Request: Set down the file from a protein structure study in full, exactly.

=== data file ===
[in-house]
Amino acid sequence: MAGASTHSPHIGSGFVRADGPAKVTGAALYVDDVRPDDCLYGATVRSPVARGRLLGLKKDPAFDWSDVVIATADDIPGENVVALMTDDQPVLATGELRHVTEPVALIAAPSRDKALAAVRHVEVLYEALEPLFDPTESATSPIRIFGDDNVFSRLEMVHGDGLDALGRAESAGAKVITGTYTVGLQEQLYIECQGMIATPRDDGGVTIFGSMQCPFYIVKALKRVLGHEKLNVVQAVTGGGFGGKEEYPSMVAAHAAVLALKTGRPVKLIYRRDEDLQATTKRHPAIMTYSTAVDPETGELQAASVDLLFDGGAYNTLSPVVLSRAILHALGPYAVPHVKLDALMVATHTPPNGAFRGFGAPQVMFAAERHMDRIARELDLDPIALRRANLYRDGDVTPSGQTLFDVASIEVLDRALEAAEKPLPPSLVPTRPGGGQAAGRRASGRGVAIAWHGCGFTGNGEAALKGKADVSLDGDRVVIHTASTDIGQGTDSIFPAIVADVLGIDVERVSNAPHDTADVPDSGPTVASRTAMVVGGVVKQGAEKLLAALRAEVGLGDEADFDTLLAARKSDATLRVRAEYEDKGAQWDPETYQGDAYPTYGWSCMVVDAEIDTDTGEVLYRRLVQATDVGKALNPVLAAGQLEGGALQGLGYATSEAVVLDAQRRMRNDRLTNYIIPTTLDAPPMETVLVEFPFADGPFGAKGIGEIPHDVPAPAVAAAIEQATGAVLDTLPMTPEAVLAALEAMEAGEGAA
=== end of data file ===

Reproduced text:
[in-house]
Amino acid sequence: MAGASTHSPHIGSGFVRADGPAKVTGAALYVDDVRPDDCLYGATVRSPVARGRLLGLKKDPAFDWSDVVIATADDIPGENVVALMTDDQPVLATGELRHVTEPVALIAAPSRDKALAAVRHVEVLYEALEPLFDPTESATSPIRIFGDDNVFSRLEMVHGDGLDALGRAESAGAKVITGTYTVGLQEQLYIECQGMIATPRDDGGVTIFGSMQCPFYIVKALKRVLGHEKLNVVQAVTGGGFGGKEEYPSMVAAHAAVLALKTGRPVKLIYRRDEDLQATTKRHPAIMTYSTAVDPETGELQAASVDLLFDGGAYNTLSPVVLSRAILHALGPYAVPHVKLDALMVATHTPPNGAFRGFGAPQVMFAAERHMDRIARELDLDPIALRRANLYRDGDVTPSGQTLFDVASIEVLDRALEAAEKPLPPSLVPTRPGGGQAAGRRASGRGVAIAWHGCGFTGNGEAALKGKADVSLDGDRVVIHTASTDIGQGTDSIFPAIVADVLGIDVERVSNAPHDTADVPDSGPTVASRTAMVVGGVVKQGAEKLLAALRAEVGLGDEADFDTLLAARKSDATLRVRAEYEDKGAQWDPETYQGDAYPTYGWSCMVVDAEIDTDTGEVLYRRLVQATDVGKALNPVLAAGQLEGGALQGLGYATSEAVVLDAQRRMRNDRLTNYIIPTTLDAPPMETVLVEFPFADGPFGAKGIGEIPHDVPAPAVAAAIEQATGAVLDTLPMTPEAVLAALEAMEAGEGAA